Always Listen to Your Granny

I have taken Granny’s advice.  In the evening, when I get home, after I’ve kissed Samantha and the girls, I take a few minutes and spend them out back with Honey and Harriet.

In this case Granny is not my grandmother.  She’s the pen (er, keyboard?)behind All Seasons Homestead Helpers and one of my first supporters.  Granny has encouraged me through many a dry spell and prompted me to keep writing even why I didn’t think I had anything to write.

In an earlier post about the goats and the ridiculous games they put me through with necessary tasks like changing the batteries on their collars or trimming their hooves.  She gave me this advice,

Surprise them. Show up with treats (and no other agenda) and make 5 minutes of “quality time” (as you put it) every day for a while and see what happens. Not that I know anything about goats, but I think I grasp a bit about “connecting” with critters. I can see you next time you have a beer after work, just standing with the goats while they nibble on the carrots you just brought, telling them about your day in a friendly voice. They’ll say, “Bhaaaa, now you’re talking!” :-)

Clearly, she’s a wise woman.  So I take with me a cup of dry corn and a cup of sweet feed in an old coffee can.  I walk over to one of the stumps I left and sit down.  There I shake the coffee can, one of two my uncle sent with me from the farm.

“You know you’ll need these.  You can’t have goats without a coffee can,”  he joked.

My grandfather comes from that school of older gentlemen who buys his coffee pre-ground in number 10 sized cans.  They populate the entire farm and there’s usually one in arms reach no matter where you are on the farm.  I’ve seen them used to collect eggs, distribute feed, hold nails, tools and just about anything else that might fit in them.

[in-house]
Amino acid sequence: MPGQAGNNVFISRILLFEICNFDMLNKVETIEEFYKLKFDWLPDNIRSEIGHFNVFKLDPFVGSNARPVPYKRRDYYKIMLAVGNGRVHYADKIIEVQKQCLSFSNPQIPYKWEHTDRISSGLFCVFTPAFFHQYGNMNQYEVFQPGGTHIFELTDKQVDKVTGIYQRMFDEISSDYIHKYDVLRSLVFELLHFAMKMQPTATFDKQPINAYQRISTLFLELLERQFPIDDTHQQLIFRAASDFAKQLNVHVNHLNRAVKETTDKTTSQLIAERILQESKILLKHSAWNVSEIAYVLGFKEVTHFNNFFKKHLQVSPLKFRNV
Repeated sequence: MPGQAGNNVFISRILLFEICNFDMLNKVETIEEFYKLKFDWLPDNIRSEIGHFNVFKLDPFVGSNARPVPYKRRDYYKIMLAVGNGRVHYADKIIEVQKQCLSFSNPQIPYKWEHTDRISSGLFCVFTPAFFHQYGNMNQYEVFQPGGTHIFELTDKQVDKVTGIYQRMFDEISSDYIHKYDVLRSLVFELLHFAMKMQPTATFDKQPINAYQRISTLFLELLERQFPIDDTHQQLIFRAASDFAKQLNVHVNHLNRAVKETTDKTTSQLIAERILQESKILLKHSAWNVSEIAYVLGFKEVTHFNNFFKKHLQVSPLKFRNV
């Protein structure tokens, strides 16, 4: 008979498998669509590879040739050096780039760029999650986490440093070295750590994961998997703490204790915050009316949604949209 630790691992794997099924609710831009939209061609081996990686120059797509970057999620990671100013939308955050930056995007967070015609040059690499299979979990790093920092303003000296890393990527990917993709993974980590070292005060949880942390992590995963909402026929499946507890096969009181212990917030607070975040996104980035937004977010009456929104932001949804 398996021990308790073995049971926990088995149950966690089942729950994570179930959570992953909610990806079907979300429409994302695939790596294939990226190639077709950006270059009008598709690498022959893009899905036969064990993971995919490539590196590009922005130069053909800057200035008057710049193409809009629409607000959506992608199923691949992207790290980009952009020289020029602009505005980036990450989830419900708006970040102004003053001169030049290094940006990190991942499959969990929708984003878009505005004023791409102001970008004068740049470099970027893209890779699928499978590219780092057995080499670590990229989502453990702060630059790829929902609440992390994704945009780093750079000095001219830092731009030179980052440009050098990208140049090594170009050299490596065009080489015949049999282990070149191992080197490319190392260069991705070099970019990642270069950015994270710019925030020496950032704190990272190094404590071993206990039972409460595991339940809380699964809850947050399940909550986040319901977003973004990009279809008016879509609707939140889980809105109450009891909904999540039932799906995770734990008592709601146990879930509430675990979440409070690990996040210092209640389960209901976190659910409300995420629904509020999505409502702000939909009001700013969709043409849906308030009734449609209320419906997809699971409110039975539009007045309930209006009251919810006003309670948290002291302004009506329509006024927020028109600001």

So here I sit, shaking my can, calling to the girls.

The first day, they ignored me for a good fifteen minutes.  Finally, Honey the three legged alpha, could stand it no more and came up to see what I was carrying on about.  Harriet would have nothing to do with me.  Once Honey realized I had food she warily ate from my hand.  Any shift of my foot or move to scratch a mosquito bite had her scampering out of reach.

Really, what did I do to deserve this treatment?

On the second day.  Harriet still had zero interest in Dave.  She could see Honey getting the “good stuff” but wasn’t about to be lulled into any sense of security.  Honey, however, munched contentedly out of my hand, becoming more bold with each bite.  At one point she tried to thrust her head into the can having decided that my manual distribution was much too slow.

Yesterday, Harriet gave in.  She could stand no more to watch Honey take full advantage of yet another day of afternoon treats.  She came up, within my reach and nibbled corn and sweet feed out of my hand.  Honey became down right comfortable.  She and Harriet would both eat from my hand at the same time, but Honey would position herself for premium access even to the point of invading my personal space.

I still don’t know what this says of their intelligence.  I expect Granny would want me to be kind, to see their greater natures and to realize they’ve been playing me all along.  My own ego just might point out that they’re just mobile stomachs with advanced pain and discomfort detectors.  I suspect Granny is more right.

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